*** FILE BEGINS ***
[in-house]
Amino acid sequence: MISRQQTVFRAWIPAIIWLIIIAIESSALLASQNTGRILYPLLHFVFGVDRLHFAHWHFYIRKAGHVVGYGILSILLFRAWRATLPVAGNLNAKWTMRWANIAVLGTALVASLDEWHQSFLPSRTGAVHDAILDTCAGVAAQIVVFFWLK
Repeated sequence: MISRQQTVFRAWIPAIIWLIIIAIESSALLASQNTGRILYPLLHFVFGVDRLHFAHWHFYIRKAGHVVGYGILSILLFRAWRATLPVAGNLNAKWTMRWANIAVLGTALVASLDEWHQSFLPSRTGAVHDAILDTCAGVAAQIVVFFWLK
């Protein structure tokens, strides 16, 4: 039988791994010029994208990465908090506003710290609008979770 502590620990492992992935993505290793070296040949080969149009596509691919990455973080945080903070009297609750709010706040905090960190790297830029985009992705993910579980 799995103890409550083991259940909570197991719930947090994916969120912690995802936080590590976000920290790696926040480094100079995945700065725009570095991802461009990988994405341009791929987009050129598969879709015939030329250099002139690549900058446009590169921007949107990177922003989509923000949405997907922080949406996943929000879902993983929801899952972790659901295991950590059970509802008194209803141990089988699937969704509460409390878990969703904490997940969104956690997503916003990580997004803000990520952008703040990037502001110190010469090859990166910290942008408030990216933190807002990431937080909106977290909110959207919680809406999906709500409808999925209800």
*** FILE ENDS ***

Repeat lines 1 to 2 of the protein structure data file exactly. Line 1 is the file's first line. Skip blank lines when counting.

[in-house]
Amino acid sequence: MISRQQTVFRAWIPAIIWLIIIAIESSALLASQNTGRILYPLLHFVFGVDRLHFAHWHFYIRKAGHVVGYGILSILLFRAWRATLPVAGNLNAKWTMRWANIAVLGTALVASLDEWHQSFLPSRTGAVHDAILDTCAGVAAQIVVFFWLK